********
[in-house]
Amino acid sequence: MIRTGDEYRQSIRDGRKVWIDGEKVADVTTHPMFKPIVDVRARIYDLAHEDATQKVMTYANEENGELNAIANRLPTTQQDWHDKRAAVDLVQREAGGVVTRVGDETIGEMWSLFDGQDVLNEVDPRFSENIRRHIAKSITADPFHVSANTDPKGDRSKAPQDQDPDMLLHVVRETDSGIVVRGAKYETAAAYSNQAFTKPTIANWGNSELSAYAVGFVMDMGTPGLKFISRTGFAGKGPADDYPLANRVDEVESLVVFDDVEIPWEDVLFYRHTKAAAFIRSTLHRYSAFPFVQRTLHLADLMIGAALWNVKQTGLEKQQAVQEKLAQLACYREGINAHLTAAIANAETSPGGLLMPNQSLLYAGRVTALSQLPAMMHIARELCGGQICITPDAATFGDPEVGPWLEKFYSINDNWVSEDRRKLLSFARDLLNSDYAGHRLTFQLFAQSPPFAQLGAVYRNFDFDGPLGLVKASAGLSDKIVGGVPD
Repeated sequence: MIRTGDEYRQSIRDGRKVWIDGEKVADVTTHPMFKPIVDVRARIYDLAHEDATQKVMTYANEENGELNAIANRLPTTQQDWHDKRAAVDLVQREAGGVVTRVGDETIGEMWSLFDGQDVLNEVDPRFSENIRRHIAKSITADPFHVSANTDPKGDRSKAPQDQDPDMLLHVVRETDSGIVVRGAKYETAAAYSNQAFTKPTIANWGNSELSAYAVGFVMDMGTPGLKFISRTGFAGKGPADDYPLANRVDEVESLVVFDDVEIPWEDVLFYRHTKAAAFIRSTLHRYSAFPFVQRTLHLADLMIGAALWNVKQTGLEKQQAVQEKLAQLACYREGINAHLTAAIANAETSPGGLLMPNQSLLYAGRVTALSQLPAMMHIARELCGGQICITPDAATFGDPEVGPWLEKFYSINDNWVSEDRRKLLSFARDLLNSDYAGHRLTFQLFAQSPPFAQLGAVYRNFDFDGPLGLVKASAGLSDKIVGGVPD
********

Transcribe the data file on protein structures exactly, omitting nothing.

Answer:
[in-house]
Amino acid sequence: MIRTGDEYRQSIRDGRKVWIDGEKVADVTTHPMFKPIVDVRARIYDLAHEDATQKVMTYANEENGELNAIANRLPTTQQDWHDKRAAVDLVQREAGGVVTRVGDETIGEMWSLFDGQDVLNEVDPRFSENIRRHIAKSITADPFHVSANTDPKGDRSKAPQDQDPDMLLHVVRETDSGIVVRGAKYETAAAYSNQAFTKPTIANWGNSELSAYAVGFVMDMGTPGLKFISRTGFAGKGPADDYPLANRVDEVESLVVFDDVEIPWEDVLFYRHTKAAAFIRSTLHRYSAFPFVQRTLHLADLMIGAALWNVKQTGLEKQQAVQEKLAQLACYREGINAHLTAAIANAETSPGGLLMPNQSLLYAGRVTALSQLPAMMHIARELCGGQICITPDAATFGDPEVGPWLEKFYSINDNWVSEDRRKLLSFARDLLNSDYAGHRLTFQLFAQSPPFAQLGAVYRNFDFDGPLGLVKASAGLSDKIVGGVPD
Repeated sequence: MIRTGDEYRQSIRDGRKVWIDGEKVADVTTHPMFKPIVDVRARIYDLAHEDATQKVMTYANEENGELNAIANRLPTTQQDWHDKRAAVDLVQREAGGVVTRVGDETIGEMWSLFDGQDVLNEVDPRFSENIRRHIAKSITADPFHVSANTDPKGDRSKAPQDQDPDMLLHVVRETDSGIVVRGAKYETAAAYSNQAFTKPTIANWGNSELSAYAVGFVMDMGTPGLKFISRTGFAGKGPADDYPLANRVDEVESLVVFDDVEIPWEDVLFYRHTKAAAFIRSTLHRYSAFPFVQRTLHLADLMIGAALWNVKQTGLEKQQAVQEKLAQLACYREGINAHLTAAIANAETSPGGLLMPNQSLLYAGRVTALSQLPAMMHIARELCGGQICITPDAATFGDPEVGPWLEKFYSINDNWVSEDRRKLLSFARDLLNSDYAGHRLTFQLFAQSPPFAQLGAVYRNFDFDGPLGLVKASAGLSDKIVGGVPD